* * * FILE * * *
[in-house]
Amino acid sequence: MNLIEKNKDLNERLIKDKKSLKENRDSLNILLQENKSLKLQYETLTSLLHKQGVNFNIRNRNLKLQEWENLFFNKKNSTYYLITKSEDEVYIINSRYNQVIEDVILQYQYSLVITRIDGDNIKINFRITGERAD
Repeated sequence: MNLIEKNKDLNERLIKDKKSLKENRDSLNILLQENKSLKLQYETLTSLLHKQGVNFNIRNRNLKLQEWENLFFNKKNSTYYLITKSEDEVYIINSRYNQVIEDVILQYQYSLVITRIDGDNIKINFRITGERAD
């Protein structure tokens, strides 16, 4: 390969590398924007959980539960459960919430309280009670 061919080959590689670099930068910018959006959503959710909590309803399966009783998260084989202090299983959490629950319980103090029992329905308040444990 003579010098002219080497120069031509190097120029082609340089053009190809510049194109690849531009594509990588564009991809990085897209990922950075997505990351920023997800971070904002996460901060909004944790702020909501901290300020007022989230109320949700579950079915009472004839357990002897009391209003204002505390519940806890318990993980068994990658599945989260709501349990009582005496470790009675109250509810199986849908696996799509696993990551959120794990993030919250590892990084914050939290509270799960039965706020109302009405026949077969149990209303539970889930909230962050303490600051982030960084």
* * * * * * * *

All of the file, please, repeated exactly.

[in-house]
Amino acid sequence: MNLIEKNKDLNERLIKDKKSLKENRDSLNILLQENKSLKLQYETLTSLLHKQGVNFNIRNRNLKLQEWENLFFNKKNSTYYLITKSEDEVYIINSRYNQVIEDVILQYQYSLVITRIDGDNIKINFRITGERAD
Repeated sequence: MNLIEKNKDLNERLIKDKKSLKENRDSLNILLQENKSLKLQYETLTSLLHKQGVNFNIRNRNLKLQEWENLFFNKKNSTYYLITKSEDEVYIINSRYNQVIEDVILQYQYSLVITRIDGDNIKINFRITGERAD
């Protein structure tokens, strides 16, 4: 390969590398924007959980539960459960919430309280009670 061919080959590689670099930068910018959006959503959710909590309803399966009783998260084989202090299983959490629950319980103090029992329905308040444990 003579010098002219080497120069031509190097120029082609340089053009190809510049194109690849531009594509990588564009991809990085897209990922950075997505990351920023997800971070904002996460901060909004944790702020909501901290300020007022989230109320949700579950079915009472004839357990002897009391209003204002505390519940806890318990993980068994990658599945989260709501349990009582005496470790009675109250509810199986849908696996799509696993990551959120794990993030919250590892990084914050939290509270799960039965706020109302009405026949077969149990209303539970889930909230962050303490600051982030960084």